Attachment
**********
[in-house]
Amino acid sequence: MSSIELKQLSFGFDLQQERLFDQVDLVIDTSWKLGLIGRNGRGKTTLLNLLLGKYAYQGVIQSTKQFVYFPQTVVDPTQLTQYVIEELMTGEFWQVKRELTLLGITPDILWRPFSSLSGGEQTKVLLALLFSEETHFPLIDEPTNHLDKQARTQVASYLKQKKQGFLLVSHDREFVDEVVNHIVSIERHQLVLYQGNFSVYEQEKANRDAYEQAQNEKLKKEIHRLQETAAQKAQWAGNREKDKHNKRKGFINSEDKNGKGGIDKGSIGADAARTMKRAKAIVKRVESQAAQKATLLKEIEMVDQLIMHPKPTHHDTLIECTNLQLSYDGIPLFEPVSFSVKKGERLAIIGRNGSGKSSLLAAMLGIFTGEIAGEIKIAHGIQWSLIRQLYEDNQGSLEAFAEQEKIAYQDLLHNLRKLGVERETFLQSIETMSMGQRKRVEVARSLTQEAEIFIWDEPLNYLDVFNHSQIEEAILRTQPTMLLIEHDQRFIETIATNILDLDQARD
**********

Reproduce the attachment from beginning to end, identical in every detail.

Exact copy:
[in-house]
Amino acid sequence: MSSIELKQLSFGFDLQQERLFDQVDLVIDTSWKLGLIGRNGRGKTTLLNLLLGKYAYQGVIQSTKQFVYFPQTVVDPTQLTQYVIEELMTGEFWQVKRELTLLGITPDILWRPFSSLSGGEQTKVLLALLFSEETHFPLIDEPTNHLDKQARTQVASYLKQKKQGFLLVSHDREFVDEVVNHIVSIERHQLVLYQGNFSVYEQEKANRDAYEQAQNEKLKKEIHRLQETAAQKAQWAGNREKDKHNKRKGFINSEDKNGKGGIDKGSIGADAARTMKRAKAIVKRVESQAAQKATLLKEIEMVDQLIMHPKPTHHDTLIECTNLQLSYDGIPLFEPVSFSVKKGERLAIIGRNGSGKSSLLAAMLGIFTGEIAGEIKIAHGIQWSLIRQLYEDNQGSLEAFAEQEKIAYQDLLHNLRKLGVERETFLQSIETMSMGQRKRVEVARSLTQEAEIFIWDEPLNYLDVFNHSQIEEAILRTQPTMLLIEHDQRFIETIATNILDLDQARD